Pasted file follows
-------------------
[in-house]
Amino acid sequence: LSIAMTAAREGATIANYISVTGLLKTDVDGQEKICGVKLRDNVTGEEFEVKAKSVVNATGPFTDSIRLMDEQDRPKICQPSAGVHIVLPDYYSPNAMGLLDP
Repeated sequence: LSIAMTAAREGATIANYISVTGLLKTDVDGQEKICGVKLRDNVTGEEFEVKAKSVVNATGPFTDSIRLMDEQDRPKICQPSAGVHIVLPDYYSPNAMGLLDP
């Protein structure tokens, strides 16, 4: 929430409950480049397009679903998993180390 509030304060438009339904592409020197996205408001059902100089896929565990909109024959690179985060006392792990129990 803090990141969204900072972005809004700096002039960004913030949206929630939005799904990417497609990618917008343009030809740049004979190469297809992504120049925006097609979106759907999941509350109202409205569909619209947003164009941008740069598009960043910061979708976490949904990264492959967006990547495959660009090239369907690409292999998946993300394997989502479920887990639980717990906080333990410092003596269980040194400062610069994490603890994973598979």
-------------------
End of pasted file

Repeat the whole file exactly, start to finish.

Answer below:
[in-house]
Amino acid sequence: LSIAMTAAREGATIANYISVTGLLKTDVDGQEKICGVKLRDNVTGEEFEVKAKSVVNATGPFTDSIRLMDEQDRPKICQPSAGVHIVLPDYYSPNAMGLLDP
Repeated sequence: LSIAMTAAREGATIANYISVTGLLKTDVDGQEKICGVKLRDNVTGEEFEVKAKSVVNATGPFTDSIRLMDEQDRPKICQPSAGVHIVLPDYYSPNAMGLLDP
């Protein structure tokens, strides 16, 4: 929430409950480049397009679903998993180390 509030304060438009339904592409020197996205408001059902100089896929565990909109024959690179985060006392792990129990 803090990141969204900072972005809004700096002039960004913030949206929630939005799904990417497609990618917008343009030809740049004979190469297809992504120049925006097609979106759907999941509350109202409205569909619209947003164009941008740069598009960043910061979708976490949904990264492959967006990547495959660009090239369907690409292999998946993300394997989502479920887990639980717990906080333990410092003596269980040194400062610069994490603890994973598979």